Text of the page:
Find out more: http://www.coned.com/energyefficiency/
Over the past 10 years, we have significantly reduced emissions of sulfur hexafluoride, otherwise known as SF6, a greenhouse gas that has a global warming potential more than 22,000 times that of carbon dioxide. SF6 is a non-flammable, non-toxic gas that can remain in the atmosphere for up to 3,200 years. Currently, there is no viable alternative to SF6, which is a highly efficient insulating medium and arc extinguisher used throughout the energy industry in various types of equipment including high voltage breakers and gas insulated switchgear. However, limiting SF6 emissions is imperative for a cleaner environment.
Starting in 1999, in accordance with a Memorandum of Understanding between the United States Environmental Protection Agency and Con Edison, we agreed to reduce SF6 emissions by five percent annually from a 1996 baseline. During 2015, we released about 95% less SF6 than in 1996. Our ability to reduce SF6 emissions resulted from maintenance programs to address SF6 gas leaks, upgrading equipment as well as instituting best management practices for gas handling and repairs. As part of our ongoing effort to further limit SF6 emissions, we established a Fix-It-Now team that emphasizes best management practices and prioritizing repairs. Learn more about the team:
As part of our ongoing effort to reduce our carbon footprint and sharpen our focus on natural gas safety, we’re working with the New York State Public Service Commission (PSC) and other agencies to develop a program to identify and reduce emissions from small volume, non-hazardous leaks of methane gas. Currently, non-hazardous leaks are scheduled for repair based on the availability of resources and the leak’s proximity to other kinds of street-opening work. In 2015 and early 2016, we partnered with the Environmental Defense Fund to better measure non-hazardous leak emission rates and we are currently field-testing this new technology.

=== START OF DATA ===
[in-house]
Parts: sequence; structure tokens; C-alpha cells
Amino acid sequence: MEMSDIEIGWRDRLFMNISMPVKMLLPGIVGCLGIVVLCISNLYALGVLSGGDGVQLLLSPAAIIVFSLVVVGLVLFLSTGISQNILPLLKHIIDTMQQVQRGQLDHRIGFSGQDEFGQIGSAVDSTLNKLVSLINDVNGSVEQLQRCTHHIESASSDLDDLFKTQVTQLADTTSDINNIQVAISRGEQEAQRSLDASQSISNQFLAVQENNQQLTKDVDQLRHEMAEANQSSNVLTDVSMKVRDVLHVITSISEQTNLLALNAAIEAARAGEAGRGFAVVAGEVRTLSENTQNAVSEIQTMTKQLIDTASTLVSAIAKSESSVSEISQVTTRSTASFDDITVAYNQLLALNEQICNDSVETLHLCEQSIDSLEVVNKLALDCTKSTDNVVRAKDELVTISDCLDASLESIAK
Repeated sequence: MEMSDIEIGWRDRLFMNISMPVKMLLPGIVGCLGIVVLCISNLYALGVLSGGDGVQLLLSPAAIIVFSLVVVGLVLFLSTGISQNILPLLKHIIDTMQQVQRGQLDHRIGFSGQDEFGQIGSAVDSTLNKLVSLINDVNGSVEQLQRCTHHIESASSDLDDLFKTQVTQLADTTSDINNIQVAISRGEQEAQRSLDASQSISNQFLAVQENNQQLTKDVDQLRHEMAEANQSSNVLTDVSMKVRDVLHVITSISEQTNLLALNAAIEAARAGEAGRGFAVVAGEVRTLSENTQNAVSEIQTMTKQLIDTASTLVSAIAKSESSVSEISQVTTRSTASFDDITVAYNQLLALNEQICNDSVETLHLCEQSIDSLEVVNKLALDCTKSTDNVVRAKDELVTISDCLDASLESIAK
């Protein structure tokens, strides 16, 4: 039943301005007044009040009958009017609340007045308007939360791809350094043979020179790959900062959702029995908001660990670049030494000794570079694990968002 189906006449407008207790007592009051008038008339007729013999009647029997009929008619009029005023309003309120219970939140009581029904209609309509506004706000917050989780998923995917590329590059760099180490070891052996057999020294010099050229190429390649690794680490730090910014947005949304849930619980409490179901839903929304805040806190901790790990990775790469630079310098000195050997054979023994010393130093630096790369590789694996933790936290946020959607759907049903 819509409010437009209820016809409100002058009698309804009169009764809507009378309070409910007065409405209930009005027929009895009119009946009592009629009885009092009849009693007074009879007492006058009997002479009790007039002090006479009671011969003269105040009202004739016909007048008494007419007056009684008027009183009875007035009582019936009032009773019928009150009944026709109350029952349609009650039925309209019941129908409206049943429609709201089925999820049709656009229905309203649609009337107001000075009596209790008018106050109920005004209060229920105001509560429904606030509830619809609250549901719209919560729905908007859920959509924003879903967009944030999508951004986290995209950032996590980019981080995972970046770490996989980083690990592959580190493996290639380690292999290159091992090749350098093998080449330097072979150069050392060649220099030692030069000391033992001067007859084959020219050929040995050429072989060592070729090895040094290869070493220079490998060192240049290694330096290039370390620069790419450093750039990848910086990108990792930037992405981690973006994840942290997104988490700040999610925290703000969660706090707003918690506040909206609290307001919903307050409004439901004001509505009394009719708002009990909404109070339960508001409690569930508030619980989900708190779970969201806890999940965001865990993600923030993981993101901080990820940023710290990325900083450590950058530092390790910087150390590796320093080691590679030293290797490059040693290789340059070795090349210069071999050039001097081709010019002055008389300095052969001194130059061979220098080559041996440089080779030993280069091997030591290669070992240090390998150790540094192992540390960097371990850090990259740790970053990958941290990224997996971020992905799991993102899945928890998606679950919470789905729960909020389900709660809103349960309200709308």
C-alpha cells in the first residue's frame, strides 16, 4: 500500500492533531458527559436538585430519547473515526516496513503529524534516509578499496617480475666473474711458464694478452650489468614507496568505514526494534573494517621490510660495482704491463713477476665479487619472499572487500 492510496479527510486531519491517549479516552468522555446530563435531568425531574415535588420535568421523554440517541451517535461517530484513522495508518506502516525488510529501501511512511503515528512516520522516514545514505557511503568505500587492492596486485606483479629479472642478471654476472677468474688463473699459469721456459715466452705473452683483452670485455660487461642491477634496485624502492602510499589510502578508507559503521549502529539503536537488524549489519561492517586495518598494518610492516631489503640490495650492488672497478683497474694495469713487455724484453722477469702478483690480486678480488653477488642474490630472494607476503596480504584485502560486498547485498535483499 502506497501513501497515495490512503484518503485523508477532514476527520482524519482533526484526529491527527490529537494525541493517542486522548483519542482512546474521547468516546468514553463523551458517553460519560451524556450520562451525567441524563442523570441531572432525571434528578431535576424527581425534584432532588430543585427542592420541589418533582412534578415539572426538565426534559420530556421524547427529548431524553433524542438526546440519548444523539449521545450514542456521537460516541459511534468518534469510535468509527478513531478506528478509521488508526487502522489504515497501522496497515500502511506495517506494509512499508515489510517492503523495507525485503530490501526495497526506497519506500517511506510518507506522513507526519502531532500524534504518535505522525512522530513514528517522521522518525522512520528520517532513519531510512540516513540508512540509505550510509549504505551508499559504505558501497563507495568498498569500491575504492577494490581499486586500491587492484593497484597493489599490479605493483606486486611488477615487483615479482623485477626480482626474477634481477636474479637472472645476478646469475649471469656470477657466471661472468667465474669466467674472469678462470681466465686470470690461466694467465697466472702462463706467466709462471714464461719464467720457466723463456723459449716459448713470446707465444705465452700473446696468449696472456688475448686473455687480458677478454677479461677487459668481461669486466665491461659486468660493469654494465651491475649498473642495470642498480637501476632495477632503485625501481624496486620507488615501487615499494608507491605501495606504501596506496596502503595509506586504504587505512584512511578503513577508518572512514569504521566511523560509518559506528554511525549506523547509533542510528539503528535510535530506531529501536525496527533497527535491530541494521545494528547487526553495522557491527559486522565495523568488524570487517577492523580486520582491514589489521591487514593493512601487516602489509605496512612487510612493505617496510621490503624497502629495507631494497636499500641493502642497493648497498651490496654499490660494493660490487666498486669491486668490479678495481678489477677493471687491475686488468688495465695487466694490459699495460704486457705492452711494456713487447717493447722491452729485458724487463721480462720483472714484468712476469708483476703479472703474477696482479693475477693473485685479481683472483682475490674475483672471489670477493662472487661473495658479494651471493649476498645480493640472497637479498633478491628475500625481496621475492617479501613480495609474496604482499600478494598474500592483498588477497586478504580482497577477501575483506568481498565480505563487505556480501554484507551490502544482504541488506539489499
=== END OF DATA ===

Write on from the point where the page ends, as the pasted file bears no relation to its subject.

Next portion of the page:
We are among the founding partners in the Natural Gas STAR Methane Challenge program—a voluntary partnership with the Environmental Protection Agency (EPA) that aims to reduce methane emissions and improve air quality in a cost-effective way. The program, which includes 41 energy companies, was launched at the Global Methane Forum on March 30, 2016.
We’ve been a founding member of the Natural Gas STAR Program since 1993, so we welcomed the chance to participate in this new partnership.
Among our efforts toward a cleaner environment, we’re replacing cast iron and unprotected steel mains with plastic pipe, or rehabilitating those mains with plastic pipe inserts or liners.
CECONY is on pace to exceed its goal of replacing an average of 65 miles of cast iron and unprotected steel mains each year from 2014 to 2016. That exceeds the EPA’s best management practice. O&R is committed replacing 6.5 percent or 11 miles of main by 2016 and 10 percent by 2020. That also exceeds the EPA’s best management practice.